How to put the ground to bed

UNH Cooperative Extension
Tuesday, October 03, 2017

Heading into October, the weather forecast predicts cooler temperatures to come. Gardens are slowing down rapidly, reminding us that now is the time to take action to ensure a successful season next year.

Protect sensitive plants from frost

As night-time temperatures begin to drop, the first order of business should be harvesting heat-loving vegetables and ornamentals that won’t tolerate frost. Tomatoes and peppers are obvious examples, but even potatoes and winter squash don’t stand to gain anything by remaining in the garden once the tops begin to die down.

Other plants needing immediate attention are geraniums, begonias, fuchsias and many of our summer bulbs including dahlia, canna and elephant ear.

Tidy up beds

Clean up annual beds, but take advantage of fall leaves for additions of organic matter. Shred the leaves with a lawn mower and apply as a top-dressed mulch. Compost and manures can be added in the fall as well. Incorporate into the top few inches of soil for best results. Avoid leaving bare soil at all costs.

Perennial beds should also be tidied up, but don’t overdo it. Remove diseased top growth, but consider leaving seed heads that may provide winter interest and food for wildlife. Healthy top growth can often be returned to the soil as mulch or composted for next season.

Tree and shrub care

Remember that some trees and shrubs require winter protection as well. Thin-barked trees such as ornamental cherries often suffer from winter damage, often described as “southwest injury.” This is because the winter sun reflects off of the snow during the winter months on the southwest side of the tree. As the light hits the dark bark of the tree, it thaws during the day and refreezes as temperatures drop at night. Over time this freezing and thawing can result in bark damage resulting in more serious permanent damage. To avoid this issue, consider wrapping sensitive trees with plastic or paper tree guards. These are often white in color to avoid heating up during the day. Burlap screening could also be used with the same protective effect. Remove these protective materials once the snow melts in spring.

Shrubs planted under house eaves often take a beating when snow and ice come crashing down on them. Protect them with homemade wooden framing or store bought pop-up protection made from steel rods and synthetic fabric.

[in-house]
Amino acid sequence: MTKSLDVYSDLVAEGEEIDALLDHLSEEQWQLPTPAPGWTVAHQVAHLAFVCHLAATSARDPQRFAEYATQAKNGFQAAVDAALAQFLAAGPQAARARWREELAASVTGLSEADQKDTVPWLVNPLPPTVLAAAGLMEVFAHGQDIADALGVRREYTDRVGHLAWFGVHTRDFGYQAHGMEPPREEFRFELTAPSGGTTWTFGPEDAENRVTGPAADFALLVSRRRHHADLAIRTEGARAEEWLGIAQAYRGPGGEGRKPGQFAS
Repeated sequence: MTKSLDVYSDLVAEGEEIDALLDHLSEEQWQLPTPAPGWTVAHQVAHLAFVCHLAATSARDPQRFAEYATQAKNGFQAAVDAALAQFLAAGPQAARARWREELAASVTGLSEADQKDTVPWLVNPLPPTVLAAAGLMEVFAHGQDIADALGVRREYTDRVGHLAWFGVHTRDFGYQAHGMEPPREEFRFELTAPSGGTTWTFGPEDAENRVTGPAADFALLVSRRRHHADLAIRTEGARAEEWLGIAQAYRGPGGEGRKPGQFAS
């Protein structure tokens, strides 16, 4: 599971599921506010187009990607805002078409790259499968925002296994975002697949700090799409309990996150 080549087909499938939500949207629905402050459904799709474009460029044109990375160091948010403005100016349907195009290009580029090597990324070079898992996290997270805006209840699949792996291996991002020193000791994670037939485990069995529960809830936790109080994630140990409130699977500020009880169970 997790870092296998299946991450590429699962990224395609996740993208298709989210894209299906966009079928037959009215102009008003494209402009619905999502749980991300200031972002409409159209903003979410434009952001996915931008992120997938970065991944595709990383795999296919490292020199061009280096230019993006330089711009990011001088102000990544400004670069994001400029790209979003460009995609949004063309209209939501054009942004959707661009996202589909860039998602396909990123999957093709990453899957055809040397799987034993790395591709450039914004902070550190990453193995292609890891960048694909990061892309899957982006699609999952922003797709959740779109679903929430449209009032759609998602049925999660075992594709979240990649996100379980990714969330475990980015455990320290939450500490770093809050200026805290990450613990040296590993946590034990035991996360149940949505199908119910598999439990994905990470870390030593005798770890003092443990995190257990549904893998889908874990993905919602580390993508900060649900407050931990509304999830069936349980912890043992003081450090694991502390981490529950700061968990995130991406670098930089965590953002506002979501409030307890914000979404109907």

Prune appropriately

Most pruning of trees and shrubs should be delayed until the plants are completely dormant. Pruning before dormancy can result in poor wound healing or unwanted growth that may not tolerate winter temperatures. To be sure plants are in full dormancy, gardeners often wait until mid-February to tackle pruning woody ornamentals. Remember, plants that bloom before mid-June should likely be pruned just after flowering is completed, so consider bloom times to avoid snipping off potential flower buds.

Mulch should be applied once the ground has cooled down and plants have gone dormant. The goal is to use the mulch as insulation, however, in this case it should keep the plants cold throughout the dormant season. This application of 3 to 4 inches of mulch will prevent fluctuating temperatures from causing the plants to lose hardiness, only to be bitten back should a sudden cold snap return.

Test your soil

If you haven’t submitted a soil sample from your garden, make this the year you get it done. Knowing which nutrients are plentiful or scarce in your soil may be the very most important factor in growing a successful garden. Within three weeks you will have your results. Collect your samples before the ground freezes and be ready to follow the recommendations come spring. Instructions and forms can be found at extension.unh.edu.

(Jeremy DeLisle is the program coordinator for the UNH Cooperative Extension Education Center. The center answers questions about gardening and more at answers@unh.edu.)